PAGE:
Peter Molyneux Wants More Developers to Make Free-to-Play Games

Fable creator and industry veteran Peter Molyneux wants more developers to start making free-to-play games because, if they do, the model might lose its stigma. Right now, the free-to-play sector has been held hostage by match-three and casino games, he says, but this could change if "true" game designers started making free-to-play titles.

"I think that if more and more designers get into free-to-play then free-to-play will just get better and better," Molyneux told Game Informer. "But at the moment, there aren't many true game designers getting into free-to-play, so free-to-play is getting crafted by match-three games and slots and casino games, and those types of games have held free-to-play to ransom. I'd love more designers from all walks of life to try free-to-play games, so we could make free-to-play brilliant."

"The game industry should love free-to-play" -- Molyneux

Though the free-to-play model has been criticized for the way some games handle monetization, Molyneux said the business model--when executed fairly--should be adored by gamers because it gives them the wonderful freedom to try before they buy and never get stuck paying for a bad game.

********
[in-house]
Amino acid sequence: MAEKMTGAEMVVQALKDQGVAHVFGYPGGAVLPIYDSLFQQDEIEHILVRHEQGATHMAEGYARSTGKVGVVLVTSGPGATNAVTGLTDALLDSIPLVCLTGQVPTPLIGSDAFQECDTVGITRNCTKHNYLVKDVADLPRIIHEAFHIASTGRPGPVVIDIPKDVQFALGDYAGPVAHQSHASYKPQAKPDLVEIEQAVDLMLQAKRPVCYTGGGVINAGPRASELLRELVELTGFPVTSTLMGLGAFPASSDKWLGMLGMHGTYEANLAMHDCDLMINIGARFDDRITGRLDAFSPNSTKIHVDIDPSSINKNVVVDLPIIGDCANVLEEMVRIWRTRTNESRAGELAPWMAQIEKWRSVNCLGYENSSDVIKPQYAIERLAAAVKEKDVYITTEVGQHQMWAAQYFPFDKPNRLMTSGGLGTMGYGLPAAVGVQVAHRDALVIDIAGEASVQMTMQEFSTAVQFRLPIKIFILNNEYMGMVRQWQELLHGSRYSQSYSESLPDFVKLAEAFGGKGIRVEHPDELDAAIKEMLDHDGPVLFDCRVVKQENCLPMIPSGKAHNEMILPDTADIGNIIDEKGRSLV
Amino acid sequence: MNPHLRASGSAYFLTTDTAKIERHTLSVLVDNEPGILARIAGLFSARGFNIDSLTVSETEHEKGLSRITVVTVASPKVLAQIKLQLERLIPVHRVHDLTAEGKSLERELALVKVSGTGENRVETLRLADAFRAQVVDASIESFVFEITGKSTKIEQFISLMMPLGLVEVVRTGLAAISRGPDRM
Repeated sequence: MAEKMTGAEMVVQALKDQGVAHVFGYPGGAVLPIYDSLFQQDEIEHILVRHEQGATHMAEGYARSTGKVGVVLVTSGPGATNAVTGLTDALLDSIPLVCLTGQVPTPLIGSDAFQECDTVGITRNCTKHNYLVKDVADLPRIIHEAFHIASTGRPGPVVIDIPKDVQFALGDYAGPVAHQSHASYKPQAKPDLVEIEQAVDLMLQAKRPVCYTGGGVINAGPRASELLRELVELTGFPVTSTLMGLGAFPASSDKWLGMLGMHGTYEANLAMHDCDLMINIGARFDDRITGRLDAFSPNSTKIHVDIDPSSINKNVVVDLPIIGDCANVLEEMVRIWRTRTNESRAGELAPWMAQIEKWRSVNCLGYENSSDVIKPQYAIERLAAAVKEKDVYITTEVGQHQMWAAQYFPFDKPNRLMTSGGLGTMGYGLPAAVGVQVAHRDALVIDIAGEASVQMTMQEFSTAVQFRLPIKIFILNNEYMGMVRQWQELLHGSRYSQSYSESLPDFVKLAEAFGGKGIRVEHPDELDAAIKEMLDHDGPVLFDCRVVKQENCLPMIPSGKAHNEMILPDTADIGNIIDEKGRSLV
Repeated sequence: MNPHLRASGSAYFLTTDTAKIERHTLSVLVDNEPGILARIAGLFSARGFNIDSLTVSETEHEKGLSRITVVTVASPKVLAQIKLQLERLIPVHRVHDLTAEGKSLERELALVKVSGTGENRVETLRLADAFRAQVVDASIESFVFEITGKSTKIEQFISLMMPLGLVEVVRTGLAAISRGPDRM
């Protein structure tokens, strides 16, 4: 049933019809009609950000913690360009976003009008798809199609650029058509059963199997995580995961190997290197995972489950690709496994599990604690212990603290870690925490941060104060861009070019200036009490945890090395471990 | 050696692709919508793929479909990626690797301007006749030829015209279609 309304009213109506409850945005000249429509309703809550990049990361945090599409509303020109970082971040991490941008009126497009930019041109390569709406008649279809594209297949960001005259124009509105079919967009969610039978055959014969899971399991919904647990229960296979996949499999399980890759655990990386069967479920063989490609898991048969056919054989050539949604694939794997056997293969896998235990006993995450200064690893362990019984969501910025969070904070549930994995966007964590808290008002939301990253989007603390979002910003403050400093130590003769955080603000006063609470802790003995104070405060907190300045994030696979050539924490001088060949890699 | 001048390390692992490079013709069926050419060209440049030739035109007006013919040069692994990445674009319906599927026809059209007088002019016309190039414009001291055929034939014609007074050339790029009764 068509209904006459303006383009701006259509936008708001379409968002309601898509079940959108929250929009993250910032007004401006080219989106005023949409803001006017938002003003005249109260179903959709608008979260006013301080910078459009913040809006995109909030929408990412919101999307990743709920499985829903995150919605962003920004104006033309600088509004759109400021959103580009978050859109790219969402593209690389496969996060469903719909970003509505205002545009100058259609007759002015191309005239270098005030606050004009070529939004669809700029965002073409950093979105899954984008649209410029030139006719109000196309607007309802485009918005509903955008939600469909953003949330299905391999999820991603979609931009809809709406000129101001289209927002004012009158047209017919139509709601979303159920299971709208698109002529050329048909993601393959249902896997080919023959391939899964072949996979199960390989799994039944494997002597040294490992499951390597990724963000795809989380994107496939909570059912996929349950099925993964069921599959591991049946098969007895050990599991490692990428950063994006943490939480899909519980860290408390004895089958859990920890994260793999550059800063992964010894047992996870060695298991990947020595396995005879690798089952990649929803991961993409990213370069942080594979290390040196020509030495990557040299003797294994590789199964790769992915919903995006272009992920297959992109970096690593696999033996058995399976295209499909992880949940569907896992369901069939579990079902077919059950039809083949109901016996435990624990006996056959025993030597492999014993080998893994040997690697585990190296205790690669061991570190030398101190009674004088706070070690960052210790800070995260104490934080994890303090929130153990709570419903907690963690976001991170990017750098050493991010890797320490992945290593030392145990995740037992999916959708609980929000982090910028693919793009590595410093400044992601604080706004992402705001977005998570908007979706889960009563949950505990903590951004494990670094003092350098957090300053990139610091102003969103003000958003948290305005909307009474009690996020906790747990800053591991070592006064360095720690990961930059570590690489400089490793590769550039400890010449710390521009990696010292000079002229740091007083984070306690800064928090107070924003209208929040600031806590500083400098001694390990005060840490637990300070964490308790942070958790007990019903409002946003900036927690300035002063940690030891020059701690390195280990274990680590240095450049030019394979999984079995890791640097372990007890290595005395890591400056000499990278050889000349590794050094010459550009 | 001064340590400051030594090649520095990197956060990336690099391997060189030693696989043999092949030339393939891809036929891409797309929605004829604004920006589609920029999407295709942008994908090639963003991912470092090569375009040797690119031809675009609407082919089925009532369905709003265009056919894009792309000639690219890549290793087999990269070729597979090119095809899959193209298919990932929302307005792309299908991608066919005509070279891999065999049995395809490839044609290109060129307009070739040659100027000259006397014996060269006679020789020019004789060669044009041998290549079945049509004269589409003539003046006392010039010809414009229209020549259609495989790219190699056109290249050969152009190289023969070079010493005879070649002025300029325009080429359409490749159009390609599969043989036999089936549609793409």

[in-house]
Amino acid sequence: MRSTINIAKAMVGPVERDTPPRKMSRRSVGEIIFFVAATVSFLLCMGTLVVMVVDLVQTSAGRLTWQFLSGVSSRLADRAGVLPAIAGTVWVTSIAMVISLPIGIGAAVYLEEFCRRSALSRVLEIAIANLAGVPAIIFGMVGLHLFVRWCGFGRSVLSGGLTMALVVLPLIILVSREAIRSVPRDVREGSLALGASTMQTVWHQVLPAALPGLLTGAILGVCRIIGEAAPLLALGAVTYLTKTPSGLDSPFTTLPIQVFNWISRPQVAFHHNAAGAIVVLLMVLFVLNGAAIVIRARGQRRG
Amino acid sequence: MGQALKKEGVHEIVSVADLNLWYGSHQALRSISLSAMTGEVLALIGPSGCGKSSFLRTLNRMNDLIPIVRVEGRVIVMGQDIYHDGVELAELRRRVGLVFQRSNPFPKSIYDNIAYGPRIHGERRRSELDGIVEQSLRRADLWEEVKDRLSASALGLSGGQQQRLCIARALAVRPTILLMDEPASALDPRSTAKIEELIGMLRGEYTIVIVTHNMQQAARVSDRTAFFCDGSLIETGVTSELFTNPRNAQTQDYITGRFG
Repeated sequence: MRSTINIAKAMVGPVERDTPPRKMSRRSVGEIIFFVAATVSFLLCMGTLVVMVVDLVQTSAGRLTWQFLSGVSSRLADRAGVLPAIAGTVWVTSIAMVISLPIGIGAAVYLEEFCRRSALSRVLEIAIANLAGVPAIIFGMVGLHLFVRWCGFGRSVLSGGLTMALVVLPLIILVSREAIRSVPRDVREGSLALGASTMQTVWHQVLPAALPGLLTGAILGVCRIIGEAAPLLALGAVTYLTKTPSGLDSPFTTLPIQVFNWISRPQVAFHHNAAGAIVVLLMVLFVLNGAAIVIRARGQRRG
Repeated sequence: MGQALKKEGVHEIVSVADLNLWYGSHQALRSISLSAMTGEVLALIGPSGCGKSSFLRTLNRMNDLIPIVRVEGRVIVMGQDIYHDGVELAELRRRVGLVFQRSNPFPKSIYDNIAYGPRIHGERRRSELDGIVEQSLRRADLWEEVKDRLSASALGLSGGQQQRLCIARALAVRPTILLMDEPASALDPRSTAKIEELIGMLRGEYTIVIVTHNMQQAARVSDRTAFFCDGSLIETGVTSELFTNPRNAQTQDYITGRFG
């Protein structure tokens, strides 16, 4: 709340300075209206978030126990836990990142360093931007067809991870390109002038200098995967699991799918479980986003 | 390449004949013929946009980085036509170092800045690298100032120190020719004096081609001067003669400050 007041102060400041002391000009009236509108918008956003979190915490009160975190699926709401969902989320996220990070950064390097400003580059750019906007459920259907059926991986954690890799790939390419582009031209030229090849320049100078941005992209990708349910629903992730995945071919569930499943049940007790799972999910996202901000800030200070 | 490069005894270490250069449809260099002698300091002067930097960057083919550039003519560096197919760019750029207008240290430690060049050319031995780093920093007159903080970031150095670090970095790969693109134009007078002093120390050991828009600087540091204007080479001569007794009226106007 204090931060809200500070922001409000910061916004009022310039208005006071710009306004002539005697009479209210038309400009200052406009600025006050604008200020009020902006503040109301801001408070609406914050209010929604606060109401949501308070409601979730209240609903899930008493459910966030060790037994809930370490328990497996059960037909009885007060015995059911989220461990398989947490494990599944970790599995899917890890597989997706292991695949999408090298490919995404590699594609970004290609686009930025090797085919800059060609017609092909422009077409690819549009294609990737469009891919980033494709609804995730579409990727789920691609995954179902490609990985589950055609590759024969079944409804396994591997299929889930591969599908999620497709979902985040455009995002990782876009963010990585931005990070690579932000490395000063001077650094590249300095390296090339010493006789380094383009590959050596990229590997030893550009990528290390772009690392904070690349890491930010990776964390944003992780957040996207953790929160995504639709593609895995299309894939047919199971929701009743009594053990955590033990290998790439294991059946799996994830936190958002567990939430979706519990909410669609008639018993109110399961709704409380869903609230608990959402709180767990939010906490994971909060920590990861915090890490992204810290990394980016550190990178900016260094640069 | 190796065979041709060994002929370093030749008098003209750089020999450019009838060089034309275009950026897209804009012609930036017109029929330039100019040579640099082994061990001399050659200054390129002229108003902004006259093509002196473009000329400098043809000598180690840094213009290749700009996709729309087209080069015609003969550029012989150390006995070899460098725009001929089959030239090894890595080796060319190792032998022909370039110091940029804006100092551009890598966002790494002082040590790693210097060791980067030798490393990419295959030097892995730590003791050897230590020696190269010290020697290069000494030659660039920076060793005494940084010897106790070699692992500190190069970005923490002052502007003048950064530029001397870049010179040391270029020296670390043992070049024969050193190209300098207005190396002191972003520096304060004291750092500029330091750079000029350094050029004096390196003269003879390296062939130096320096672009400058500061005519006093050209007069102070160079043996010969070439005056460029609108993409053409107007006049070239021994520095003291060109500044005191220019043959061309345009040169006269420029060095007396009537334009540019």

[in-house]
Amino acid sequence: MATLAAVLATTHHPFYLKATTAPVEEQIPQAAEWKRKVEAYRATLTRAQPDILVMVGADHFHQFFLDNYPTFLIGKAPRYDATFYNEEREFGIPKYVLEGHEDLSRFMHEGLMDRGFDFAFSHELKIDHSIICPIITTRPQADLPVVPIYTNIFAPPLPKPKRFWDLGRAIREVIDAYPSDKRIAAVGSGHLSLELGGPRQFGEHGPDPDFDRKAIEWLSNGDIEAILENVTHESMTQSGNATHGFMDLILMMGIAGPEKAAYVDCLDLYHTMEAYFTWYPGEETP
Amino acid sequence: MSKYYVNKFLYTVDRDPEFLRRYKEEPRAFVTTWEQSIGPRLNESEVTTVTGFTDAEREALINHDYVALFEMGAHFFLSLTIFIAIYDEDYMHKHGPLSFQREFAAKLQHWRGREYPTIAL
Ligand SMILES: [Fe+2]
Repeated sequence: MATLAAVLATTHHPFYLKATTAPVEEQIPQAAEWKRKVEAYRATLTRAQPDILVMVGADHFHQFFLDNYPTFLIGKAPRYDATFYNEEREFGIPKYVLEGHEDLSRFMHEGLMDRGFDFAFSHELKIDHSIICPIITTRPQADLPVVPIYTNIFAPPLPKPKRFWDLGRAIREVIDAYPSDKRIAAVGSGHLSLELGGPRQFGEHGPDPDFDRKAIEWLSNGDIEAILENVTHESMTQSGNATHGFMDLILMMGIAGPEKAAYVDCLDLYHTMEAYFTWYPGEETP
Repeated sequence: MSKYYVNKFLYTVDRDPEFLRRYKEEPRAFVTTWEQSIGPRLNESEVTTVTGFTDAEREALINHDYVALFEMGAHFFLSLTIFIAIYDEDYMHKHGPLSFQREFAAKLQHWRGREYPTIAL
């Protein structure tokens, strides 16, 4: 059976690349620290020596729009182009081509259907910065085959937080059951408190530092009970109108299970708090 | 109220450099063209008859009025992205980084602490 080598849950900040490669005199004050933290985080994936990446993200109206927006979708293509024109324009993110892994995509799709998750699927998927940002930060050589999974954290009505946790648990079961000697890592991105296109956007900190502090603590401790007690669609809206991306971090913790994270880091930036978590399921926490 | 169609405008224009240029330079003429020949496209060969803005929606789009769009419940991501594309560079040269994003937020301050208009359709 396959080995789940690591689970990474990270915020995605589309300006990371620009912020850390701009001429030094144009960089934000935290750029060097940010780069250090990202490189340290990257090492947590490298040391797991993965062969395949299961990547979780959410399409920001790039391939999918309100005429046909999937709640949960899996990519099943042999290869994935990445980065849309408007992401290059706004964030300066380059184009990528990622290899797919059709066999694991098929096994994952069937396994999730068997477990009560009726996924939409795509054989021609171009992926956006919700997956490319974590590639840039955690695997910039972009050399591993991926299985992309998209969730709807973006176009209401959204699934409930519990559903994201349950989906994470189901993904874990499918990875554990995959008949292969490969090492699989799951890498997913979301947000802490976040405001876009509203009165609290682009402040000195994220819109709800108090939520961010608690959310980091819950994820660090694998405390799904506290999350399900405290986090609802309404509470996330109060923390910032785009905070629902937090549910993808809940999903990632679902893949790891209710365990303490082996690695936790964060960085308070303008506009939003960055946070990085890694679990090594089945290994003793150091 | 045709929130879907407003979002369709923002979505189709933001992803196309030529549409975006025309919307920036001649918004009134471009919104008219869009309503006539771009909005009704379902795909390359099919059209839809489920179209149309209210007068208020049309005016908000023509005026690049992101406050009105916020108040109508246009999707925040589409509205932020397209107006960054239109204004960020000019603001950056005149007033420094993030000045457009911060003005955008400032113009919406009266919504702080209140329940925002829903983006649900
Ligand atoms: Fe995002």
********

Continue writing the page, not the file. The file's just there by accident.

"The game industry should love free-to-play," he said. "What gamers need to do is persuade designers to go make free-to-play games. But a lot of gamers say that if you're doing that then you're not really making games."

Molyneux and his indie studio, 22 Cans, recently released Godus, a free-to-play game for iOS. The reaction to the game's business model, from some people, has been overwhelmingly negative, to the point of Molyneux even receiving death threats.

"I've had people say, 'I'm going to burn all the games you own now.' I've had people say, 'You're a hypocrite.' I've actually had death threats over this," he said. "That doesn't make sense. Gamers should want fair free-to-play, and the only way to get fair free-to-play is to get more designers to love free-to-play. As a gamer we should say, 'If Call of Duty were free-to-play, it would be a better game.'"

In fact, Call of Duty Online in China is a free-to-play game. But it remains to be seen if this version is "better" than the standard, $60 yearly installments.

Eddie Makuch is a news editor at GameSpot, and you can follow him on Twitter @EddieMakuch

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